Nothing truly decisive occurred until February 1322 when, hearing that his enemy was besieging the castle of Tickhill near Doncaster, Edward ordered his army north. Lancaster, heavily outnumbered, and having lost most of his stores and much of his force, retreated to his castle at Pontefract. Here he hoped to stand against the king but his allies urged (at dagger point according to one account) further retreat to his castle at Dunstanburgh in Northumberland where they hoped Robert Bruce would come to their aid. Lancaster reluctantly acceded and he and his knights set out with their small force of 700 men but on reaching Boroughbridge they found Sir Andrew Harcla, Governor of Carlisle, in possession of the bridge and the ford.
Harcla had deployed his knights and a number of pikemen at the north end of the bridge – a wooden structure on the site of the present bridge over the Ure. More pikemen were placed on the Milby side of the ford just down river from the bridge. Archers were placed on slightly higher ground just behind with orders to keep up a constant rain of arrows as the enemy approached.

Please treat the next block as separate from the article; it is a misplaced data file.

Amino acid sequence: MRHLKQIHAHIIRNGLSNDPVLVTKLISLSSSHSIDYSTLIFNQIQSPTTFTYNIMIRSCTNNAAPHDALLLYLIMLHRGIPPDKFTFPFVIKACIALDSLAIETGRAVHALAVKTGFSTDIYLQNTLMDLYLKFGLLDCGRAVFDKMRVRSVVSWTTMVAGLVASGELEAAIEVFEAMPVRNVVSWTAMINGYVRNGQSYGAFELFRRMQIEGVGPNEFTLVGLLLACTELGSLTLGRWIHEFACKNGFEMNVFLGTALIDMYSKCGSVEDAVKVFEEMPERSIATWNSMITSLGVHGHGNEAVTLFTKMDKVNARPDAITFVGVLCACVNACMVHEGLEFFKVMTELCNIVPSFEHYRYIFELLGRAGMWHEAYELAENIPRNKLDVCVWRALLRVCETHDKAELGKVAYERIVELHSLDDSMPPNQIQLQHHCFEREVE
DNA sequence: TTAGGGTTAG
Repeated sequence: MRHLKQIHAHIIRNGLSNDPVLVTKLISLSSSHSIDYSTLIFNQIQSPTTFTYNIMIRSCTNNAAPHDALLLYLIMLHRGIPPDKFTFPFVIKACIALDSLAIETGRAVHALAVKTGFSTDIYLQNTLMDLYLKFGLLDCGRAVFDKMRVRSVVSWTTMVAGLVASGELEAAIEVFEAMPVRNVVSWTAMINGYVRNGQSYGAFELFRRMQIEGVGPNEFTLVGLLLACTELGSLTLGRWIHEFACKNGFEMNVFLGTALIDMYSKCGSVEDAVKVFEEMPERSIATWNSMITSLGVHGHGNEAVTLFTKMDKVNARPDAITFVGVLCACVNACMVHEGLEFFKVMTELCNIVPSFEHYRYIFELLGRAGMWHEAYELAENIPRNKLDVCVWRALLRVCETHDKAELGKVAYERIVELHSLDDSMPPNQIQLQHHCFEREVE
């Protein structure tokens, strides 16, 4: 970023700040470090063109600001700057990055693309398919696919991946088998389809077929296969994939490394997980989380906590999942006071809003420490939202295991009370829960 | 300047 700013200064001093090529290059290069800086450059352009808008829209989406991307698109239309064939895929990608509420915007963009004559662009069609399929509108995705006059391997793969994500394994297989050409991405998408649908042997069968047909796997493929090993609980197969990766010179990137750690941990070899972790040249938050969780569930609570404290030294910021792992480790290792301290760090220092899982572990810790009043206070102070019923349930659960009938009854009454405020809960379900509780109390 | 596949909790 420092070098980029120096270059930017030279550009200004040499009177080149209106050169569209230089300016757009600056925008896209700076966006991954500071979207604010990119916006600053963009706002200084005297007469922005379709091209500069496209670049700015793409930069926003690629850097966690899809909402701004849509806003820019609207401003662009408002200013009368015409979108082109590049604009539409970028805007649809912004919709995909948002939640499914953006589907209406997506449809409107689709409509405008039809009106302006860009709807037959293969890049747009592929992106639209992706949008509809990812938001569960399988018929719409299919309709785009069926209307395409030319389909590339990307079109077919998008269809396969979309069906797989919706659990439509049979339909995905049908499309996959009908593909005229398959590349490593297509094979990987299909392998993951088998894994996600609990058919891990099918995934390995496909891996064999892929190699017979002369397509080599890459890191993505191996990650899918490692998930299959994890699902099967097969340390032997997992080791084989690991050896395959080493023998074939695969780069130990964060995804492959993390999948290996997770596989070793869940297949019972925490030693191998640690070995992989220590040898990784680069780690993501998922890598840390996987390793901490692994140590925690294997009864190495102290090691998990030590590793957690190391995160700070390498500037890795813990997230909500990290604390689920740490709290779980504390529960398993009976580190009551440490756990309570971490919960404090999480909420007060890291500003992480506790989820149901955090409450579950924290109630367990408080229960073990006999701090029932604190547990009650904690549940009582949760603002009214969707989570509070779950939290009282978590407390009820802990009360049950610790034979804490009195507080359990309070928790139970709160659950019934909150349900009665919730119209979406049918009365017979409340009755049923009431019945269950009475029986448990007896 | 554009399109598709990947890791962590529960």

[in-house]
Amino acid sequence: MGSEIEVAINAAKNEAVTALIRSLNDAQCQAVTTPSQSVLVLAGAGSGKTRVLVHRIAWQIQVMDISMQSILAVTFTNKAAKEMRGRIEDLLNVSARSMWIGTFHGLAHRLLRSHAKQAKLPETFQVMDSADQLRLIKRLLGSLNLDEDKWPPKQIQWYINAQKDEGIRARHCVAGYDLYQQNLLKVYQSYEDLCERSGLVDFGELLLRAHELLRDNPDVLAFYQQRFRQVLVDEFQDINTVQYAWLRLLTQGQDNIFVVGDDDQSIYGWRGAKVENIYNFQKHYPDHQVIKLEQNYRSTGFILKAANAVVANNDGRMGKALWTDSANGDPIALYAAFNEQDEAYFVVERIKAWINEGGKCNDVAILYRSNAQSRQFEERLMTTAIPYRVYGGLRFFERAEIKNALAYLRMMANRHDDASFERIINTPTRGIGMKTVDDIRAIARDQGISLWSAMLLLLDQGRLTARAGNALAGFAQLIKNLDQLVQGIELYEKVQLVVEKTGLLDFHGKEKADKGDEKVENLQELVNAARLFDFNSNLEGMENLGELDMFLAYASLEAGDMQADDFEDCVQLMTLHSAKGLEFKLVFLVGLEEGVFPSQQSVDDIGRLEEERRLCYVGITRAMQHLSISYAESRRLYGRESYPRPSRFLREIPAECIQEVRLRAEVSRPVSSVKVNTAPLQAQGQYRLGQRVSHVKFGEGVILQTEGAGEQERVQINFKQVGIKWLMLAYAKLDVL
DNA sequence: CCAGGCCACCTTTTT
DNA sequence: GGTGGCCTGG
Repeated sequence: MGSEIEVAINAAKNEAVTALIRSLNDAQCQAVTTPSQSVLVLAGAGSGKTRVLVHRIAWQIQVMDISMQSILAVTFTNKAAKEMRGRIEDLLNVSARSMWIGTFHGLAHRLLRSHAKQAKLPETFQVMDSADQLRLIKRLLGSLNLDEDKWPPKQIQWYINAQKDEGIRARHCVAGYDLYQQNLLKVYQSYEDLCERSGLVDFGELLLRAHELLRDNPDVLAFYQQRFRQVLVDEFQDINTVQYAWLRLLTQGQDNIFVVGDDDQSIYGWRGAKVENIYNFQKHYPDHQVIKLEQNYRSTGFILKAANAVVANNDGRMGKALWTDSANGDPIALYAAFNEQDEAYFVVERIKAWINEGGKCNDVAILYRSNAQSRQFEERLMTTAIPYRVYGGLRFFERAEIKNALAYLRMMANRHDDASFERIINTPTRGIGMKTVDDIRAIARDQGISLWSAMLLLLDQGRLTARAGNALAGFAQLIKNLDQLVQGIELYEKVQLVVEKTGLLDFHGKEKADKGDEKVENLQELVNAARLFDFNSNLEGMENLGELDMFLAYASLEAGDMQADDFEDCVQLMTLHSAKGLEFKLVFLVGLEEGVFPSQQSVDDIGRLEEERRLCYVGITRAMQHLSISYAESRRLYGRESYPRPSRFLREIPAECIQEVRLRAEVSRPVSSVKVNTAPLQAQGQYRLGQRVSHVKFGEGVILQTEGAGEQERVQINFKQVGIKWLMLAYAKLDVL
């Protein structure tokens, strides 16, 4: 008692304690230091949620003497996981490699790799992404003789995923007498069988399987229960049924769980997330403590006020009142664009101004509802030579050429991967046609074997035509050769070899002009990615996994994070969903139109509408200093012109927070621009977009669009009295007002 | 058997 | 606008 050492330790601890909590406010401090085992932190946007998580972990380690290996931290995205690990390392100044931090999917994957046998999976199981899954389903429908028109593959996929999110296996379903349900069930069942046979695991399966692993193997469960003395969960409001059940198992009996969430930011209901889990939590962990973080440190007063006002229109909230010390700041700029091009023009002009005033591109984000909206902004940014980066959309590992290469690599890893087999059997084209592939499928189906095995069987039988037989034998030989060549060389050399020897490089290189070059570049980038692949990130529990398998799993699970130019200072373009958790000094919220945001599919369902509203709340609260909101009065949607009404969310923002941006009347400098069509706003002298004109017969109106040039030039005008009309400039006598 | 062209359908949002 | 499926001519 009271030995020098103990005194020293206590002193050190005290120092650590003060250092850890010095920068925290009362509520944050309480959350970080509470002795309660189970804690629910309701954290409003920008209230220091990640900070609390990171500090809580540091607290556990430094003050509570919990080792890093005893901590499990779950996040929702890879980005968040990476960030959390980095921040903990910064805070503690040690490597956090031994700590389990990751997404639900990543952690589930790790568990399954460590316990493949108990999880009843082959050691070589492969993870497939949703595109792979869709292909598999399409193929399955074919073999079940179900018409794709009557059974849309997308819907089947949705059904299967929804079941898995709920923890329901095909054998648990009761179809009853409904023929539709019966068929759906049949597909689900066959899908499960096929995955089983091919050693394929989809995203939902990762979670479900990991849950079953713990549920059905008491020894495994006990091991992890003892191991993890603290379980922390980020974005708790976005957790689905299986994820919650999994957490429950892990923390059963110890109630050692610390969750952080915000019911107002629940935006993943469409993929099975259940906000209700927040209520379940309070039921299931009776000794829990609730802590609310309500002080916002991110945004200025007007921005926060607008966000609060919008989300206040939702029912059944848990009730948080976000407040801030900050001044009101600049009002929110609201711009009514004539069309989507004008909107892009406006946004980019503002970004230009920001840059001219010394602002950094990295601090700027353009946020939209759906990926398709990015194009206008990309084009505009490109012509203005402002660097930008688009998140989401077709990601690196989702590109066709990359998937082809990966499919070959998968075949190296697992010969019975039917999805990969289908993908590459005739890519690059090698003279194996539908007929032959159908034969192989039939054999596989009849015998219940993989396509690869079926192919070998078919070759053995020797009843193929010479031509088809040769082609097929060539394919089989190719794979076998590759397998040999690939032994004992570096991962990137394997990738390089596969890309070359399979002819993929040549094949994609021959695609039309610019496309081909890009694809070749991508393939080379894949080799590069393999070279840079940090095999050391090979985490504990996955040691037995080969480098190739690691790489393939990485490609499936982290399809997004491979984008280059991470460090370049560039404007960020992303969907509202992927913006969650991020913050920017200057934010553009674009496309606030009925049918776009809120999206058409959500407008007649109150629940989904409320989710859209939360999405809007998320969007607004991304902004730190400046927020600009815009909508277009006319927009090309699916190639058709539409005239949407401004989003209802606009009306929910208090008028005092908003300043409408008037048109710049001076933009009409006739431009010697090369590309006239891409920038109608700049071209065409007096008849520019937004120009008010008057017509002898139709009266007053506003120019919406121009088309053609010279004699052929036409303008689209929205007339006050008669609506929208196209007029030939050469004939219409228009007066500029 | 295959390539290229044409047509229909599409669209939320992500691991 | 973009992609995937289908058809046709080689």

Lancaster had either to force the river or turn south to face the advancing forces of the king. Fighting Harcla seemed the lesser of the two evils. The battle took place on 16 March and is described in The Lanercost Chronicles (which account is here slightly abridged):
“When the enemy saw that Sir Andrew held the north side of the bridge, they formed the plan that the Duke of Hereford and his son-in-law Sir Roger Clifford should go on foot with their men and seize the bridge while the Duke of Lancaster should take up his position by the ford with the rest of the mounted troops, and capture the river crossing from the pikemen.
“When the Duke of Hereford preceded by his standard-bearer, Sir Ralph Applinsdene, and Sir Roger Clifford started boldly across the bridge and rushed bravely on their enemies, the Duke was pierced by pike-thrusts from every side and killed upon the bridge.”
One of these thrusts, from a Welsh pikeman who had craftily stationed himself underneath the bridge, came up through a chink in the decking. Sir Roger was also gravely wounded and barely managed to escape.
Meanwhile Lancaster’s cavalry, attempting to cross the river at the ford, were kept back and thrown into confusion by the hail of arrows discharged by Harcla’s archers. By now many of Lancaster’s men were deserting as were the leaderless men of Hereford and Clifford.
Suing for peace“The Duke (Lancaster) then sent envoys to Sir Andrew seeking a truce until the next morning when he would either join battle or surrender himself. ”